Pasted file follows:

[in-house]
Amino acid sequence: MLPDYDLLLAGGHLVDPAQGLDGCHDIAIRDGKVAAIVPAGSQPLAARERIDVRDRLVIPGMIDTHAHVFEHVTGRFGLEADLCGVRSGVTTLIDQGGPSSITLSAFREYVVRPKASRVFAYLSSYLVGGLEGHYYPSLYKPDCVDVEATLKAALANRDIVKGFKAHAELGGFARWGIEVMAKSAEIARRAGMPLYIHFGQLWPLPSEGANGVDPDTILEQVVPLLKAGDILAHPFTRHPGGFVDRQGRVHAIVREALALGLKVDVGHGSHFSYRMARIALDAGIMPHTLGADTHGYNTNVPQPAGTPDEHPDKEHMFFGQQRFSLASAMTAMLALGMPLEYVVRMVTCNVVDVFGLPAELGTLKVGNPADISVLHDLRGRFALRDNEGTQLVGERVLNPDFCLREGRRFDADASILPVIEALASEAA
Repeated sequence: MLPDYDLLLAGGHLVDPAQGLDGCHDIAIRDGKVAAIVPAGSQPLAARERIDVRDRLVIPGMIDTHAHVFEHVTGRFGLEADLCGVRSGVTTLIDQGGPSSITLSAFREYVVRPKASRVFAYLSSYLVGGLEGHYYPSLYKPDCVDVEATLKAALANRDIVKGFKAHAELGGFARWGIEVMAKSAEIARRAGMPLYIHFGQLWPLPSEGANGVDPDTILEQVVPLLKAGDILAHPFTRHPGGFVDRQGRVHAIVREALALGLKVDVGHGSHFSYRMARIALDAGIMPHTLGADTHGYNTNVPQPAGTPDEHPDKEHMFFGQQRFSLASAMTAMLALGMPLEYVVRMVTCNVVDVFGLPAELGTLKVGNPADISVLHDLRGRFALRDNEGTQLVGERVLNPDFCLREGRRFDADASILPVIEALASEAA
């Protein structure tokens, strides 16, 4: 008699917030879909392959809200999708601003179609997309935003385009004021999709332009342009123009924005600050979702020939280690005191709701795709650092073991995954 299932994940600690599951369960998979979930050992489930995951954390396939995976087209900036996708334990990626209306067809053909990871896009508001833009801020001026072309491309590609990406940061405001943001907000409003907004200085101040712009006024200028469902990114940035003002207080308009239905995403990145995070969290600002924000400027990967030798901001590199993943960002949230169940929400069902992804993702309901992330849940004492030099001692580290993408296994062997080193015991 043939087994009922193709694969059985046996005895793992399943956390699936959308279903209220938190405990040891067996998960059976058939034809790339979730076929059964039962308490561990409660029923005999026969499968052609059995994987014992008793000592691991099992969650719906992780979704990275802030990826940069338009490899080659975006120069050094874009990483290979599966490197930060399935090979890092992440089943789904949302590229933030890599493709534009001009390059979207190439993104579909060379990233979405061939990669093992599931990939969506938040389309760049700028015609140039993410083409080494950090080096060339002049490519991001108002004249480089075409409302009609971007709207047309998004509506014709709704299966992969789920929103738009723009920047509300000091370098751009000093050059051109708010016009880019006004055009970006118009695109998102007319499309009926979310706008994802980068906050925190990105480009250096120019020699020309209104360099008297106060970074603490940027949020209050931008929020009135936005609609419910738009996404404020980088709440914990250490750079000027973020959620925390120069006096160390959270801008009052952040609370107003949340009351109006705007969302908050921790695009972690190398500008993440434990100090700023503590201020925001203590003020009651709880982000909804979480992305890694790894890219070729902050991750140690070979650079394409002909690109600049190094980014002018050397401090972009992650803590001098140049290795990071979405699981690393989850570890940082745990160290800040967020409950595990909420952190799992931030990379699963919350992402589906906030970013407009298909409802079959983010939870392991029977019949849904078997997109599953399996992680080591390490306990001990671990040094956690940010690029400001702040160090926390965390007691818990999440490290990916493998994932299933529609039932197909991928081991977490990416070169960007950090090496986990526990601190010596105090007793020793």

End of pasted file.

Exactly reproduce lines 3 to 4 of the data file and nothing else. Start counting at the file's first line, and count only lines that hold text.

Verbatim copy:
Repeated sequence: MLPDYDLLLAGGHLVDPAQGLDGCHDIAIRDGKVAAIVPAGSQPLAARERIDVRDRLVIPGMIDTHAHVFEHVTGRFGLEADLCGVRSGVTTLIDQGGPSSITLSAFREYVVRPKASRVFAYLSSYLVGGLEGHYYPSLYKPDCVDVEATLKAALANRDIVKGFKAHAELGGFARWGIEVMAKSAEIARRAGMPLYIHFGQLWPLPSEGANGVDPDTILEQVVPLLKAGDILAHPFTRHPGGFVDRQGRVHAIVREALALGLKVDVGHGSHFSYRMARIALDAGIMPHTLGADTHGYNTNVPQPAGTPDEHPDKEHMFFGQQRFSLASAMTAMLALGMPLEYVVRMVTCNVVDVFGLPAELGTLKVGNPADISVLHDLRGRFALRDNEGTQLVGERVLNPDFCLREGRRFDADASILPVIEALASEAA
């Protein structure tokens, strides 16, 4: 008699917030879909392959809200999708601003179609997309935003385009004021999709332009342009123009924005600050979702020939280690005191709701795709650092073991995954 299932994940600690599951369960998979979930050992489930995951954390396939995976087209900036996708334990990626209306067809053909990871896009508001833009801020001026072309491309590609990406940061405001943001907000409003907004200085101040712009006024200028469902990114940035003002207080308009239905995403990145995070969290600002924000400027990967030798901001590199993943960002949230169940929400069902992804993702309901992330849940004492030099001692580290993408296994062997080193015991 043939087994009922193709694969059985046996005895793992399943956390699936959308279903209220938190405990040891067996998960059976058939034809790339979730076929059964039962308490561990409660029923005999026969499968052609059995994987014992008793000592691991099992969650719906992780979704990275802030990826940069338009490899080659975006120069050094874009990483290979599966490197930060399935090979890092992440089943789904949302590229933030890599493709534009001009390059979207190439993104579909060379990233979405061939990669093992599931990939969506938040389309760049700028015609140039993410083409080494950090080096060339002049490519991001108002004249480089075409409302009609971007709207047309998004509506014709709704299966992969789920929103738009723009920047509300000091370098751009000093050059051109708010016009880019006004055009970006118009695109998102007319499309009926979310706008994802980068906050925190990105480009250096120019020699020309209104360099008297106060970074603490940027949020209050931008929020009135936005609609419910738009996404404020980088709440914990250490750079000027973020959620925390120069006096160390959270801008009052952040609370107003949340009351109006705007969302908050921790695009972690190398500008993440434990100090700023503590201020925001203590003020009651709880982000909804979480992305890694790894890219070729902050991750140690070979650079394409002909690109600049190094980014002018050397401090972009992650803590001098140049290795990071979405699981690393989850570890940082745990160290800040967020409950595990909420952190799992931030990379699963919350992402589906906030970013407009298909409802079959983010939870392991029977019949849904078997997109599953399996992680080591390490306990001990671990040094956690940010690029400001702040160090926390965390007691818990999440490290990916493998994932299933529609039932197909991928081991977490990416070169960007950090090496986990526990601190010596105090007793020793």